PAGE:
Attack of the 50 Foot Woman (1958)
“See a female colossus… her mountainous torso, skyscraper limbs, giant desires!”
Director: Nathan Juran
Cast: Allison Hayes, William Hudson, Yvette Vickers
Synopsis: When an abused socialite grows to giant size because of an alien encounter and an aborted murder attempt, she goes after her cheating husband with revenge on her mind.
“A 30-foot giant? Oh, no!” exclaims obnoxious comic-relief Deputy Charlie (Frank Chase) when his boss, Sheriff Dubitt (George Douglas — the younger, less successful, brother of Melvyn) explains why he just asked him to fetch the riot gun. It’s an example of the priceless dialogue that peppers this ultra-cheesy favourite of fans of bad movies, and lines like these at least provide momentary relief from the awfulness of everything else about Attack of the 50 Foot Woman.
Alison Hayes plays Nancy Fowler Archer, the title character who, when we meet her, is a regular sized individual. Her problems are mostly psychological and emotional thanks largely to the infidelity of her no-good husband, Harry (William Hudson — The Reluctant Astronaut) who spends most of his time canoodling with the slutty Honey Parker (Yvette Vickers — Sunset Blvd.). Nancy is fabulously wealthy, but her money hasn’t protected her from one nervous breakdown, and it looks as though she’s headed for a second one when she claims to have seen a ‘satellite’ blocking the road between the seedy little bar in which she knows Harry and Honey are cosying up to one another and her swanky home.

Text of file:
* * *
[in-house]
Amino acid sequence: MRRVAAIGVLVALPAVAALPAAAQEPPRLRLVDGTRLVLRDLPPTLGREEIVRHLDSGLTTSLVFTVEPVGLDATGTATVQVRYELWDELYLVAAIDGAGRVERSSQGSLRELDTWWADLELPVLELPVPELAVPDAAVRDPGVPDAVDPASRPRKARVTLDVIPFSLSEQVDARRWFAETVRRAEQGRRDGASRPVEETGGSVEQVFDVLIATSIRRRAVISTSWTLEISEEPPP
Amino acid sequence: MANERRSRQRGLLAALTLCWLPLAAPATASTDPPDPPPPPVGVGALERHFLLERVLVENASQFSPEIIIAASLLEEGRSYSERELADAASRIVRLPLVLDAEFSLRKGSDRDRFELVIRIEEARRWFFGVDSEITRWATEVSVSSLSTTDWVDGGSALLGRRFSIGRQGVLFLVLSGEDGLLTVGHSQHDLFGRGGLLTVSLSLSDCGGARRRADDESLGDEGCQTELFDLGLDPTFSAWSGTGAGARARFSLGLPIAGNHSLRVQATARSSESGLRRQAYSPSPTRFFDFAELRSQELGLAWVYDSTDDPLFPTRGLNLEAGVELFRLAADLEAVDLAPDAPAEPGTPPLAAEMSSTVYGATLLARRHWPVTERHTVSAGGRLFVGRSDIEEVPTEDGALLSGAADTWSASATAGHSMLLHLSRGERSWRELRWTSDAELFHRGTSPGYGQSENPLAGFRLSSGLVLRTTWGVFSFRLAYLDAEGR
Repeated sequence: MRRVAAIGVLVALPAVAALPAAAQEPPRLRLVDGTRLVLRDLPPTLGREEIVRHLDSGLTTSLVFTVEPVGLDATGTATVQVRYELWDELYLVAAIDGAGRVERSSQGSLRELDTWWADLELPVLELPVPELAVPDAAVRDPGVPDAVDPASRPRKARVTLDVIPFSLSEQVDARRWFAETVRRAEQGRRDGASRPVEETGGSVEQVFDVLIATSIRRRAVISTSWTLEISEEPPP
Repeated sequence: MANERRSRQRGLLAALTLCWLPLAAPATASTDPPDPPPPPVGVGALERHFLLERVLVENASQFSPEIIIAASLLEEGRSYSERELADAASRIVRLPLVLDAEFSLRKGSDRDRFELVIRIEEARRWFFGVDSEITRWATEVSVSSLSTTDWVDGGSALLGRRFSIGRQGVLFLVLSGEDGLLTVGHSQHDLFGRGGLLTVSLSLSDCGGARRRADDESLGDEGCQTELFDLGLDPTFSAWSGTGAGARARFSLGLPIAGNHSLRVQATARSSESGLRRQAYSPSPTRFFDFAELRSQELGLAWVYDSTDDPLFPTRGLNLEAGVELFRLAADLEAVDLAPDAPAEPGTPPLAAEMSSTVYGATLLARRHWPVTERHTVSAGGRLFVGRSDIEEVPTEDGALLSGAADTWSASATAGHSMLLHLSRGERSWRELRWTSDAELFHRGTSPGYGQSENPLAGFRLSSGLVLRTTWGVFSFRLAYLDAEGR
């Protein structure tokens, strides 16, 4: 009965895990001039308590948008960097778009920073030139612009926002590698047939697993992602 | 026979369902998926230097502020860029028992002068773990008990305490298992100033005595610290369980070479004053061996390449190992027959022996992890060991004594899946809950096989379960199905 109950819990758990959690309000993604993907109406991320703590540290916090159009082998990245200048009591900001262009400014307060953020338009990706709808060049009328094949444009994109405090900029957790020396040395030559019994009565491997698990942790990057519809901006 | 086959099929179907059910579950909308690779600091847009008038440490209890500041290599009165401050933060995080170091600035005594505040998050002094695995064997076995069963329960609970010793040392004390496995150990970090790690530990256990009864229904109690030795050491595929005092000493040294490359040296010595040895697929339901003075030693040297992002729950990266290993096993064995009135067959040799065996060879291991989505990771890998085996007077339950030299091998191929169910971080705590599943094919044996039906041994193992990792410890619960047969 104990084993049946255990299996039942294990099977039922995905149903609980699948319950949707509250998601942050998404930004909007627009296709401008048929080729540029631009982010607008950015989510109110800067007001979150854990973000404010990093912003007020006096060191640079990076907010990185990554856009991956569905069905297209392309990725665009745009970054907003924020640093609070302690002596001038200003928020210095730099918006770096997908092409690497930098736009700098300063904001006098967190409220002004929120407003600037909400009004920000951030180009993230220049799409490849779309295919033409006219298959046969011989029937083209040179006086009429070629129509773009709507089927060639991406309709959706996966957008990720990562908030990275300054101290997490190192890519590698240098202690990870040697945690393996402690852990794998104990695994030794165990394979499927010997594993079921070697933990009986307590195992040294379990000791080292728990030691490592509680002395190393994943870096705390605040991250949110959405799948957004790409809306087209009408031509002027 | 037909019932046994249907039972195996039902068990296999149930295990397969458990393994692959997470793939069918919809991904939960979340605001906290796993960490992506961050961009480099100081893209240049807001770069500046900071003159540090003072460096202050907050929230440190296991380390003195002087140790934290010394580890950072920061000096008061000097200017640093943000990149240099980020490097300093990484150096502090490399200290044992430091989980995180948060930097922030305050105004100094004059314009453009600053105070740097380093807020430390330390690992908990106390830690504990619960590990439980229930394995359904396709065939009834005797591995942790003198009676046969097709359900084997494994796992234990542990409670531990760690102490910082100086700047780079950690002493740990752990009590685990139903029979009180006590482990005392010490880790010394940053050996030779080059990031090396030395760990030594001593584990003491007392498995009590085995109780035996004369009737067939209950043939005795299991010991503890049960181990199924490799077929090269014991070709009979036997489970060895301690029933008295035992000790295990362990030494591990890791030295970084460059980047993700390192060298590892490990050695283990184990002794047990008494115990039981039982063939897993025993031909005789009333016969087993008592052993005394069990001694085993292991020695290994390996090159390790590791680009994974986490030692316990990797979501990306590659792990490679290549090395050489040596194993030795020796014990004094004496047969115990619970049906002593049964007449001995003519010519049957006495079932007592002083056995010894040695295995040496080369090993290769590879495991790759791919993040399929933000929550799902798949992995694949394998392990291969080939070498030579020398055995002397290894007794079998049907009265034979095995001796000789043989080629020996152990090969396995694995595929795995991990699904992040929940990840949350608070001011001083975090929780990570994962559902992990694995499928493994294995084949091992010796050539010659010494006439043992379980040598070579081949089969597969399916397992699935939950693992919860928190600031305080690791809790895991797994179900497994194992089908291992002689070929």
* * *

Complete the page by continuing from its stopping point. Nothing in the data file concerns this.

We know Nancy isn’t cracking up, though, because we also saw the ‘satellite’, which looks more like a floating ping-pong ball than any kind of UFO. And although Sheriff Dubitt is highly dubious of the hysterical Nancy’s claims, her wealth gives her plenty of clout in the small town in which she lives, so he feels he has no option but to break out the riot gun and go hunting giant ping-pong balls. Naturally, Dubitt initially finds nothing, but it’s not long before the unlucky Mrs. Archer encounters the satellite and its oversize occupant for a second time. This time, however, her exposure results in her growing to a fantastic size and, with the typical wrath of a woman scorned, she embarks on a rampage through the town.
Attack of the 50 Foot Woman is as silly as its title suggests, but it’s watchable even as it struggles to extricate itself from the bog of domestic strife in which the story parks itself for a good chunk of the running time. The 50 foot woman’s attack, when it finally takes place, is something of a disappointment, but the site of the statuesque Miss Hayes striding slowly across the country in a bikini fashioned out of bed sheets must have fuelled countless teenage fantasies back in 1958. For some reason which is almost certainly down to either the technological ineptitude of the movie’s special effects team or simple lack of money, she’s transparent in every long shot when in her heightened, erm, height. But then Attack of the 50 Foot Woman is the kind of movie that revels in its cheapness and which does little to hide the shortcomings of its special effects and props. For example, a giant hand made of papier-mache wanders uncertainly into shot while the actor whose waist it is endeavouring to encircle fills the time by screaming lustily. The hand has thick tufts of hair on its back, but no moving parts…
Director Nathan Juran was so embarrassed by how bad this movie was that he insisted he be credited as Nathan Hertz, but the fact he did the same thing with The Brain from Planet Arous suggests that maybe Mr. Duran was incapable of accepting where (at least part of) the blame truly lie.
(Reviewed 11th May 2014)